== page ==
Ode to the Commode

by Carmen Corbin on February 14, 2012

When planning and designing a new bathroom, we spend weeks (or more) picking out the perfect vessel sink or luxurious shower surround.  The color scheme slowly comes to life as we laboriously pour over paint chips and decide on exactly the right tiling for the floor.  Modern light fixtures, a beautiful mirror and even a new exhaust fan take center stage.  Then, almost as an afterthought, we quickly select a new toilet near the end of the project.  

Even though choosing a new commode isn’t as exciting as shopping for a new quartz vanity, this all-too-important bathroom element deserves a little more contemplation.  

The Best Seat in the House 

Whether it’s tucked away in a private alcove or placed out in the open, the toilet should quietly complement your overall bathroom design.  Top manufacturers such as Kohler, American Standard, Eago and Toto offer a wide variety of products, from basic 2-piece toilets to sleek, 1-piece models.  Low tank toilets are becoming a favorite choice, as are dual flush toilets with separate levels of water power. 

Vitreous china (or porcelain) is the usual material, but latrines can also be found in stainless steel.  If you have little ones in the house, consider installing a lower children’s size toilet in their bathroom.  Higher ADA-compliant toilets with elongated seats are helpful when bathroom remodeling involves the home of disabled or older occupants (they’re even great for taller people!).  For historic homes (or just for fun), ask your contractor about sources for a Victorian style commode with a pull chain and high mounted tank.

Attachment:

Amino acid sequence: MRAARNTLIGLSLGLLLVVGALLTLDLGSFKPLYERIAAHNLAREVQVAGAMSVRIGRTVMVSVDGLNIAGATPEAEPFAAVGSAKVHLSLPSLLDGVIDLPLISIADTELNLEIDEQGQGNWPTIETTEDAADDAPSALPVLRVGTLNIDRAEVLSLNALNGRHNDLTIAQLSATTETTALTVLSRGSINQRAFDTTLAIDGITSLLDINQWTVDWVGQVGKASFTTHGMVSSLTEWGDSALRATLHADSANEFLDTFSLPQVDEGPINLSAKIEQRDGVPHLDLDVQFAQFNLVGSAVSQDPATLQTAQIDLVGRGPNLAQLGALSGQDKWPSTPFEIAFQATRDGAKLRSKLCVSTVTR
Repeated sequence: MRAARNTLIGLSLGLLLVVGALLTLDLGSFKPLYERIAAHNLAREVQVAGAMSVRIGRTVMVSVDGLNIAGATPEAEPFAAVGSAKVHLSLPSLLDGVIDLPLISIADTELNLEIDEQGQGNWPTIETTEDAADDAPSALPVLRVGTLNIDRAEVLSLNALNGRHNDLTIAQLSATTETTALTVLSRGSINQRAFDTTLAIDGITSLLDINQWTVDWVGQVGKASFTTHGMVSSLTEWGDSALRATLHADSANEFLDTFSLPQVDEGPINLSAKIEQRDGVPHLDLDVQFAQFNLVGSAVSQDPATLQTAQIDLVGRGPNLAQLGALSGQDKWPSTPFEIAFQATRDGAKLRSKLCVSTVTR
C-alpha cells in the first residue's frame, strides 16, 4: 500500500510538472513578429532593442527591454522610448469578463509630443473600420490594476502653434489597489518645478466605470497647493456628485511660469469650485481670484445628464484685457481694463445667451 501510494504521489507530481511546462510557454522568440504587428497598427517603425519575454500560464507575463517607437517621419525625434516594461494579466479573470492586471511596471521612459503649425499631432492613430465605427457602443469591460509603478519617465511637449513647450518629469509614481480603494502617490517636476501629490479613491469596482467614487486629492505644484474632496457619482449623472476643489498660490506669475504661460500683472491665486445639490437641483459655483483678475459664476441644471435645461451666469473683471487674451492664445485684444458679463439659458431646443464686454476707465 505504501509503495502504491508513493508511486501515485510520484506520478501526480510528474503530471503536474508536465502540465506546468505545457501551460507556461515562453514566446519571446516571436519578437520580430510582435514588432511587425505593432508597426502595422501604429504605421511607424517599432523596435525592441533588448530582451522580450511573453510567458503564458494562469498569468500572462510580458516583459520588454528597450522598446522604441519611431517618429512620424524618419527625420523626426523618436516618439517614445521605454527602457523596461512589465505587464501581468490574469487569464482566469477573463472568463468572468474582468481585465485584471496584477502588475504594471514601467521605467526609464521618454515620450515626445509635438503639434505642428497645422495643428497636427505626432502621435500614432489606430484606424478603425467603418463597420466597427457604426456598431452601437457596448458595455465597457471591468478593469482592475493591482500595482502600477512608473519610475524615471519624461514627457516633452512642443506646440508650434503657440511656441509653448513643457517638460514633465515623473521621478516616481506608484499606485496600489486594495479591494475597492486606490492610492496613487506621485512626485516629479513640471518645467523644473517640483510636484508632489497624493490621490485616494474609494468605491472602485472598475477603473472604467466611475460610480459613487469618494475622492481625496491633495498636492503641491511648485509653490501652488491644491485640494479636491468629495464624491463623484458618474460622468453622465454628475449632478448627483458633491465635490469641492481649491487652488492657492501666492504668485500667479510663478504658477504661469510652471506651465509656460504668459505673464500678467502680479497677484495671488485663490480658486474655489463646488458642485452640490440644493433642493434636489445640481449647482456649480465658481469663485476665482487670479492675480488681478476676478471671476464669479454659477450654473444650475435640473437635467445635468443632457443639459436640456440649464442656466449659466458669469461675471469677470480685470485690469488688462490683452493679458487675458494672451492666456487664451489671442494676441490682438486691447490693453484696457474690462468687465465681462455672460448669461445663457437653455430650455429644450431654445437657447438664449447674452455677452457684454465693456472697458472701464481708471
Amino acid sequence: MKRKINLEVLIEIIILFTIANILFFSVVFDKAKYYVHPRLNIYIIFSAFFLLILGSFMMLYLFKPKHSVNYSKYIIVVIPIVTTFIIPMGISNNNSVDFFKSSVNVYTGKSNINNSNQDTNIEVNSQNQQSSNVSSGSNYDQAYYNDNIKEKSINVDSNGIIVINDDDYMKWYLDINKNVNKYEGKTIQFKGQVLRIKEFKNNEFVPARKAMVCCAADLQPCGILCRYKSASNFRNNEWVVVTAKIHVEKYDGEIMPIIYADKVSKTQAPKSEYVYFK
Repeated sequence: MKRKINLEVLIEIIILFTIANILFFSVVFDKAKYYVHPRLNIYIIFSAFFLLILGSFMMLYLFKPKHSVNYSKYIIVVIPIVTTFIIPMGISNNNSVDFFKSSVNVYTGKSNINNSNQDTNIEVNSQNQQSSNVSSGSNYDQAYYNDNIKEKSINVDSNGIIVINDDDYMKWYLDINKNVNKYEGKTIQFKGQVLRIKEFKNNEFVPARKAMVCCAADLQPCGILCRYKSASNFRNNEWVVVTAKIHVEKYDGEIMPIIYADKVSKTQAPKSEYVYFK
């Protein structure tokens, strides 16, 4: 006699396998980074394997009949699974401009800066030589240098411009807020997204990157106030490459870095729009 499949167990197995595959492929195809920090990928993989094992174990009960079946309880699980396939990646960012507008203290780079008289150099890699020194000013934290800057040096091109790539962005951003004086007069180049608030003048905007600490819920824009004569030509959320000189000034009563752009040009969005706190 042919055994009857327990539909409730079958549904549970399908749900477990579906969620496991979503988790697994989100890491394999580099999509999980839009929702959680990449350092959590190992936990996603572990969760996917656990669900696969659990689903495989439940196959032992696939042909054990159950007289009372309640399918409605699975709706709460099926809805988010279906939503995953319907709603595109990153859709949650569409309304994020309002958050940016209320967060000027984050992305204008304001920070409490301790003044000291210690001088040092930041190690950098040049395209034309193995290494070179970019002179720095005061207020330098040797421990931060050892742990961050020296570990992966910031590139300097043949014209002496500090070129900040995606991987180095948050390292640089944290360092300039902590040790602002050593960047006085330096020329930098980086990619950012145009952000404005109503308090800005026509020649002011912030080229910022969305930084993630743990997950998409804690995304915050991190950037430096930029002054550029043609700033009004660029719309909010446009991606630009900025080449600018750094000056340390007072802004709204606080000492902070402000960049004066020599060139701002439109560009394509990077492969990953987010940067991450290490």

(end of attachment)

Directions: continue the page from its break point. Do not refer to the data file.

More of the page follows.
Upscale Throne Amenities 

While gilded seats should probably be reserved for royalty or extreme billionaires, if you have a little more money in the budget, you can afford a few extras.  Amenities such as a soft close seat or an automatic seat opener/closer would be much appreciated, as well as an auto flush feature.  And for those trips in the middle of the night, you can even find toilets with programmable nightlights.

Composting Toilets:  At the other end of the spectrum, a non-electric composting toilet is a good solution for remote/off-the-grid locations such as hunting cabins.  They don’t use any water, so no plumbing lines are needed.

For more ideas on bathroom remodeling or choosing a new toilet, call or visit your local home improvement contractor.

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